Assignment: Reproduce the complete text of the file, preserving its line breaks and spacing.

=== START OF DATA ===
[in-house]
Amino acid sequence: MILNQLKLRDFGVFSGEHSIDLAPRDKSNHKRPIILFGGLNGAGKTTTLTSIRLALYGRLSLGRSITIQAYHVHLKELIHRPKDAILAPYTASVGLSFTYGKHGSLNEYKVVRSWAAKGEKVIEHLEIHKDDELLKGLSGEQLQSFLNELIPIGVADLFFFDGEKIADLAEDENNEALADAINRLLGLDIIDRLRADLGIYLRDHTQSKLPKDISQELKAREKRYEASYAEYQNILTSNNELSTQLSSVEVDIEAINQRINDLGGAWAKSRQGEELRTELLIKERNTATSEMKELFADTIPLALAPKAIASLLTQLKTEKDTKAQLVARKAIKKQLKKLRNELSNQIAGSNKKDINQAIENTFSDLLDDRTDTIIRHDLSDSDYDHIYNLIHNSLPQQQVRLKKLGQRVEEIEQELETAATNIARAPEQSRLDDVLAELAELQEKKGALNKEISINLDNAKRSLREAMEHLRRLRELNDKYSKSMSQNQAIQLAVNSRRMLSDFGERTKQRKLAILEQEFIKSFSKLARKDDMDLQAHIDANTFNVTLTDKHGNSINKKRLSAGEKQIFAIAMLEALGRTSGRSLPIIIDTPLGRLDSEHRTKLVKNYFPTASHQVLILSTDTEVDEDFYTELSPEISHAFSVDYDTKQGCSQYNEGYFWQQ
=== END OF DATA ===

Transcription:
[in-house]
Amino acid sequence: MILNQLKLRDFGVFSGEHSIDLAPRDKSNHKRPIILFGGLNGAGKTTTLTSIRLALYGRLSLGRSITIQAYHVHLKELIHRPKDAILAPYTASVGLSFTYGKHGSLNEYKVVRSWAAKGEKVIEHLEIHKDDELLKGLSGEQLQSFLNELIPIGVADLFFFDGEKIADLAEDENNEALADAINRLLGLDIIDRLRADLGIYLRDHTQSKLPKDISQELKAREKRYEASYAEYQNILTSNNELSTQLSSVEVDIEAINQRINDLGGAWAKSRQGEELRTELLIKERNTATSEMKELFADTIPLALAPKAIASLLTQLKTEKDTKAQLVARKAIKKQLKKLRNELSNQIAGSNKKDINQAIENTFSDLLDDRTDTIIRHDLSDSDYDHIYNLIHNSLPQQQVRLKKLGQRVEEIEQELETAATNIARAPEQSRLDDVLAELAELQEKKGALNKEISINLDNAKRSLREAMEHLRRLRELNDKYSKSMSQNQAIQLAVNSRRMLSDFGERTKQRKLAILEQEFIKSFSKLARKDDMDLQAHIDANTFNVTLTDKHGNSINKKRLSAGEKQIFAIAMLEALGRTSGRSLPIIIDTPLGRLDSEHRTKLVKNYFPTASHQVLILSTDTEVDEDFYTELSPEISHAFSVDYDTKQGCSQYNEGYFWQQ